An Under-Recognized, and Under-Treated, Complication of Nephrotic Syndrome

Dyslipidemia causes renal injury and is implicated in higher rates of atherosclerosis with nephrotic syndrome, but it is still not well understood, particularly in children.

Columbus, OH — March 2018

Moderate-to-severe hyperlipidemia is almost universal in people with persistent nephrotic syndrome. It is a major risk factor in the acceleration of cardiovascular disease, and because of lipid-related renal injury, likely itself has a role in the pathogenesis of nephrotic syndrome.

But especially in children, it is not given the attention it should be. A recent review of dyslipidemia in nephrotic syndrome, led by physicians and researchers at Nationwide Children’s Hospital, highlights both the importance of addressing abnormal lipid levels and gaps in existing knowledge about how to do it.

The paper appears in Nature Reviews Nephrology.

“We should realize that dyslipidemia is very common and a reason for concern in patients with nephrotic syndrome,” says William E. Smoyer, MD, a nephrologist at Nationwide Children’s, director of the hospital’s Center for Clinical and Translational Research and senior author of the review. “When those patients are children, we should also realize how little evidence exists about how best to manage that dyslipidemia.”

While dyslipidemia in adults may be the result of pre-existing conditions, dyslipidemia in children with nephrotic syndrome is usually directly related to the nephrotic syndrome, says Dr. Smoyer, who is also a professor of Pediatrics at The Ohio State University College of Medicine. When nephrotic syndrome is not able to be effectively treated to induce remission of the disease, treatment of its complications such as chronic dyslipidemia becomes an important part of the long-term care of such patients.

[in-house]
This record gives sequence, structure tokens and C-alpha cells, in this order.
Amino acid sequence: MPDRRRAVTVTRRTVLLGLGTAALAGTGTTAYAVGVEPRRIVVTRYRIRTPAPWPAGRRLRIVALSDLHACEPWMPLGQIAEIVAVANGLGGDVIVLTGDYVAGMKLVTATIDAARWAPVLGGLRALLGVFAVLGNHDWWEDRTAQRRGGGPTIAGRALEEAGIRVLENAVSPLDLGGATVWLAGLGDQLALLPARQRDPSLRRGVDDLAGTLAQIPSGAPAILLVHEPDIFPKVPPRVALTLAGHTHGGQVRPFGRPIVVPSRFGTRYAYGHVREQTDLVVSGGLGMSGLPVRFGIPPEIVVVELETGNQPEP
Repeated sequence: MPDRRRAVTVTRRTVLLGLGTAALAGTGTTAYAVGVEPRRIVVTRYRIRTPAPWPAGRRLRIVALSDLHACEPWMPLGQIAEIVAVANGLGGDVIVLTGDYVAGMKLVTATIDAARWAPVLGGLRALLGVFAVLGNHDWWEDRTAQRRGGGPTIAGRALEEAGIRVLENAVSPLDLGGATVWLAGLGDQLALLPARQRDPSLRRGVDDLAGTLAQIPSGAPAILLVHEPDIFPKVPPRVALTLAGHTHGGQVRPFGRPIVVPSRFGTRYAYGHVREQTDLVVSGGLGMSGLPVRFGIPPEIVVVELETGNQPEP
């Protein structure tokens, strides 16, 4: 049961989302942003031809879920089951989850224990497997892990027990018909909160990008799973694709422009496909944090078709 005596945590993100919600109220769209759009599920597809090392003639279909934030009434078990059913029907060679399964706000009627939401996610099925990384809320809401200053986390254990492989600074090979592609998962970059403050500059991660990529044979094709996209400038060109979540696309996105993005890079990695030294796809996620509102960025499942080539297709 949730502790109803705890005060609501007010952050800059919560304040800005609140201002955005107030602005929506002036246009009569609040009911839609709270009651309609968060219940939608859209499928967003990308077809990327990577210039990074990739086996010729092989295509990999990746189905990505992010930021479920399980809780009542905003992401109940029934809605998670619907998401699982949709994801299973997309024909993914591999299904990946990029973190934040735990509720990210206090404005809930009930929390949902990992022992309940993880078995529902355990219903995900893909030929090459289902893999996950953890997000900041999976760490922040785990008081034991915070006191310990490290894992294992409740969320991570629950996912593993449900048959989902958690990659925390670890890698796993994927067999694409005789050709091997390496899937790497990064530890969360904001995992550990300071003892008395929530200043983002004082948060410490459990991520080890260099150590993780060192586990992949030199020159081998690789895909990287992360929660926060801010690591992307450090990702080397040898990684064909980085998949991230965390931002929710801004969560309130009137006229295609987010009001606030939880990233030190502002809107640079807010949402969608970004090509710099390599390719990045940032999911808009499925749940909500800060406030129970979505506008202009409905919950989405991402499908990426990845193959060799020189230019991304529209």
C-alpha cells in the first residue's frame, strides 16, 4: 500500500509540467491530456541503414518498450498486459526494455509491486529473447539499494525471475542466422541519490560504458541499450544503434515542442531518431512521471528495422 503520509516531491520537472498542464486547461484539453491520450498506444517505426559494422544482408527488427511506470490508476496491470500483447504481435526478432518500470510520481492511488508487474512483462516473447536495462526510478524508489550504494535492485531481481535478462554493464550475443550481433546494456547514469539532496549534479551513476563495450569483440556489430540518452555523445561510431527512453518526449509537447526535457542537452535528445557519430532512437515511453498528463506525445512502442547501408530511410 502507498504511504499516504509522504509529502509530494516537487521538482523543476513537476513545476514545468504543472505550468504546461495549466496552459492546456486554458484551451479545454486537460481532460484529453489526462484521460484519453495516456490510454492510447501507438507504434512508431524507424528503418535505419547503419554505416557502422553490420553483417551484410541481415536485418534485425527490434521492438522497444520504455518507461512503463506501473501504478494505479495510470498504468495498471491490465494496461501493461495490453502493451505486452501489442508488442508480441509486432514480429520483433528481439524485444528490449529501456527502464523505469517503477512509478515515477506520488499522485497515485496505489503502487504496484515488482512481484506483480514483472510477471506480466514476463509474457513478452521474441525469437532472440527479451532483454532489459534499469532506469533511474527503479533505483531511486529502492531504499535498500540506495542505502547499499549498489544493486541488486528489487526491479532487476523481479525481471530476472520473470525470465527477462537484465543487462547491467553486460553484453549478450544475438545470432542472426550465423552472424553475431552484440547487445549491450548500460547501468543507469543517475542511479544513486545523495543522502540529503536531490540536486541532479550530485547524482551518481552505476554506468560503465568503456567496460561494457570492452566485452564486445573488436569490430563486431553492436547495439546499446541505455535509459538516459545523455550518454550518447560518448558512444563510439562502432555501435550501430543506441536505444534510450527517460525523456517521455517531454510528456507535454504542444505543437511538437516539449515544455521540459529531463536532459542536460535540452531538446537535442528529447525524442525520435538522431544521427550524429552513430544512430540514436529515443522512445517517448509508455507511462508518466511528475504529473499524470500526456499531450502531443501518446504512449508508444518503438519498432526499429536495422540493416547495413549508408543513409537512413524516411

Recommendations for diet and activity changes often come first, even though studies showing their effect on lowering blood lipid levels were based only on an examination of healthy adults. The authors of the review suggest that statins should be the first-line pharmacological treatment for adults, because they are well tolerated and have proven effective in the treatment of other diseases. A pilot trial of atorvastatin in children with nephrotic syndrome is ongoing, but the results are not yet known.

The authors also note that inhibitors of the enzyme PCSK9 have shown promising results in treating dyslipidemia alone, which will almost certainly prompt trials investigating their efficacy in nephrotic syndrome-related dyslipidemia. 

“We still have a long way to go in our understanding of the role of dyslipidemia in the progression of glomerular disease, as well as of the development of more effective treatments for it,” says Dr. Smoyer.

Reference:

Agrawal S, Zaritsky JJ, Fornoni A, Smoyer WE. Dyslipidaemia in nephrotic syndrome: mechanisms and treatment. Nature Reviews Nephrology. 2018 Jan;14(1): 57-70.